The long-standing debate over Pluto's planethood recently got a public boost from NASA Administrator Jim Bridenstine, who said the world should definitely be a planet.
Pluto, once considered the ninth and most distant planet from the sun, is now the largest known dwarf planet in the solar system. It is also one of the largest known members of the Kuiper Belt, a shadowy zone beyond the orbit of Neptune thought to be populated by hundreds of thousands of rocky, icy bodies each larger than 62 miles (100 kilometers) across, along with 1 trillion or more comets.
New Horizons made an epic flyby of a Kuiper Belt object to ring in the New Year — but scientists need brand-new observations to truly understand that data.
Pluto lost its "official" planet status over a decade ago, but fans of the solar system's underdog are still rooting for it. And NASA Administrator Jim Bridenstine is one of them.
Buried oceans like the one sloshing beneath the icy surface of the Jupiter moon Europa may be far more common across the cosmos than scientists had imagined.
A surprisingly gentle merger between two small primordial bodies formed the distant object Ultima Thule, a new study suggests.
Eleven-year-old Venetia Burney was eating breakfast at her home in Oxford, England, on the morning of March 14, 1930, when her grandfather delivered some exciting news.
Beyond Neptune, the Kuiper Belt is a vast region of icy objects called Kupier Belt Objects (KBOs), including dwarf planets Pluto, Eris, Maumea and Makemake — and possibly a true ninth planet.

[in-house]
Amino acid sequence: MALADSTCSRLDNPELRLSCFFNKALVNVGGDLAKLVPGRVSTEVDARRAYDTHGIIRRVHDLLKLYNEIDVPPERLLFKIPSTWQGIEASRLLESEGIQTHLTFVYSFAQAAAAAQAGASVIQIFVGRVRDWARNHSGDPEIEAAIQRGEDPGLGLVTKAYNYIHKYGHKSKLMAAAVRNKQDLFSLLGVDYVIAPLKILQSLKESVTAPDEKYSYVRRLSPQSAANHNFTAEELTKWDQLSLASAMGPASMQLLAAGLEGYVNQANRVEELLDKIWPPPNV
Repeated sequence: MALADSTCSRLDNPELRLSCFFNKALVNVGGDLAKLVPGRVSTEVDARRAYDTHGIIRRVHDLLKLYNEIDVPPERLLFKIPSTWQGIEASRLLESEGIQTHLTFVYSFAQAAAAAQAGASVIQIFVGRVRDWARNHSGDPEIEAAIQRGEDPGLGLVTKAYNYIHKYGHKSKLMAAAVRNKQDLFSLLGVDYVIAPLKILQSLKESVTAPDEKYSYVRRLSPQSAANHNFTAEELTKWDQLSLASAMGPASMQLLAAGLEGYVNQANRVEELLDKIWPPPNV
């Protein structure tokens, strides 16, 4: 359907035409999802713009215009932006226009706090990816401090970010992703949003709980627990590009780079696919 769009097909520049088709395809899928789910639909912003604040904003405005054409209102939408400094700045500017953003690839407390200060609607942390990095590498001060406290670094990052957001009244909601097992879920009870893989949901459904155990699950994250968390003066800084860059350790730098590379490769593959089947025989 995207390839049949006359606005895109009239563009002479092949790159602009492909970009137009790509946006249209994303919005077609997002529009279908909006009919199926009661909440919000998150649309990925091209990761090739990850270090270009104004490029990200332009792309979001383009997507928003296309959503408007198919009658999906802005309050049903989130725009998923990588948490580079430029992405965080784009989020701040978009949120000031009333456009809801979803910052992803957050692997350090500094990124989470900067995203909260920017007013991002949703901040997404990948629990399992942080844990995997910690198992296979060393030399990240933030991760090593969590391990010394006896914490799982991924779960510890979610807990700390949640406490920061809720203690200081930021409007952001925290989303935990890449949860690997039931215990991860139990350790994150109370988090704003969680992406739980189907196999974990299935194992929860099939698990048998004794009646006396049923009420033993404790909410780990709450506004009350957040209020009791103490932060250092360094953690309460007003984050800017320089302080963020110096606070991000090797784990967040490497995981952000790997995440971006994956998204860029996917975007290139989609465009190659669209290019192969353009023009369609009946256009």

A friendly debate about Pluto's planethood yesterday (April 29) ended in an informal vote that came down in favor of reinstating the dwarf planet's status.
Ever since Pluto was demoted to dwarf planet in 2006, the debate over its planethood has raged on. Tonight, April 26, you can watch that debate online.
The best-ever photos of Ultima Thule have made it down to Earth, and they heighten the intrigue about the frigid and faraway world.
The final photos that NASA's New Horizons spacecraft snapped of Ultima Thule during the probe's epic Jan. 1 flyby reveal the distant object to be much flatter than scientists had thought.
The far outer solar system is teeming with mountain-size space rocks left over from the long-ago planet-formation period, a new study suggests.
The weirdly clustered orbits of some far-flung bodies in our solar system can be explained without invoking a big, undiscovered "Planet Nine," a new study suggests.
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